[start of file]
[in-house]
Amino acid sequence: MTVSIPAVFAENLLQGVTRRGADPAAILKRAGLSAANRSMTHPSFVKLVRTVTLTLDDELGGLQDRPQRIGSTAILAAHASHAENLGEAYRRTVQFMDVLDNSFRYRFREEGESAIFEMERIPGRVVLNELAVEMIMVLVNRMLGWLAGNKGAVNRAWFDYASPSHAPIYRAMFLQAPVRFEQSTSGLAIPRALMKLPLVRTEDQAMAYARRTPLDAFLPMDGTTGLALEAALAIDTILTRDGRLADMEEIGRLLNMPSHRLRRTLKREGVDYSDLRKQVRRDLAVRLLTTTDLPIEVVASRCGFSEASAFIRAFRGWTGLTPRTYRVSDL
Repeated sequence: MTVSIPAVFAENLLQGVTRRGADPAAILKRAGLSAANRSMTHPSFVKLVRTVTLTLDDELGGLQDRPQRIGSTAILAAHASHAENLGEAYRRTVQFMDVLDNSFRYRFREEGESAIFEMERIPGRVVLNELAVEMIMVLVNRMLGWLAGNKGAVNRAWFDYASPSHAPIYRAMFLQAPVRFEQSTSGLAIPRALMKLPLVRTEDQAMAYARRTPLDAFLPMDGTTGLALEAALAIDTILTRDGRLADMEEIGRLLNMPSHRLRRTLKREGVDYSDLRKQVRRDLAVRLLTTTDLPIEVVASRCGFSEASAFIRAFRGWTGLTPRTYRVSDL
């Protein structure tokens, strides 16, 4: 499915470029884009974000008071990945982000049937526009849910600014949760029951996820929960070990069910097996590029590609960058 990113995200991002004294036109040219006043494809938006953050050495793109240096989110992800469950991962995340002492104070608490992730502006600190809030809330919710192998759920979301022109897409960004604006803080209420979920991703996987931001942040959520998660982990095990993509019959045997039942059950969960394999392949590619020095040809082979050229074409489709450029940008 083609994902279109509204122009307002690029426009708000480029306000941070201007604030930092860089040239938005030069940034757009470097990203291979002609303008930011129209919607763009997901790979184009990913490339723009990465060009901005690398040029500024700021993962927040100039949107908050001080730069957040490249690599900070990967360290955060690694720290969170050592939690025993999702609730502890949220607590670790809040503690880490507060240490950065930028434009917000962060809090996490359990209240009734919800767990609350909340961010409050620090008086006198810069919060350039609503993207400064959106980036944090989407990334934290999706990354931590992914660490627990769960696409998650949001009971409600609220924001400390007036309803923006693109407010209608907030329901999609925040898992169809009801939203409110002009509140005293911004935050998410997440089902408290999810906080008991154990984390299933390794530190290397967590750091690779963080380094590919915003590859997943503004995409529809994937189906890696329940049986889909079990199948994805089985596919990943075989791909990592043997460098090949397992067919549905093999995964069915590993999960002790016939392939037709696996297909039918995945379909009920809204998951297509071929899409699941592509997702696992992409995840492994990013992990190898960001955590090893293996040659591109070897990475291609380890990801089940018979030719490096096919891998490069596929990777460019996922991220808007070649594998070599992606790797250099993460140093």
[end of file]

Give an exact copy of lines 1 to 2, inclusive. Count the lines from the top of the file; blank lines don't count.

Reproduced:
[in-house]
Amino acid sequence: MTVSIPAVFAENLLQGVTRRGADPAAILKRAGLSAANRSMTHPSFVKLVRTVTLTLDDELGGLQDRPQRIGSTAILAAHASHAENLGEAYRRTVQFMDVLDNSFRYRFREEGESAIFEMERIPGRVVLNELAVEMIMVLVNRMLGWLAGNKGAVNRAWFDYASPSHAPIYRAMFLQAPVRFEQSTSGLAIPRALMKLPLVRTEDQAMAYARRTPLDAFLPMDGTTGLALEAALAIDTILTRDGRLADMEEIGRLLNMPSHRLRRTLKREGVDYSDLRKQVRRDLAVRLLTTTDLPIEVVASRCGFSEASAFIRAFRGWTGLTPRTYRVSDL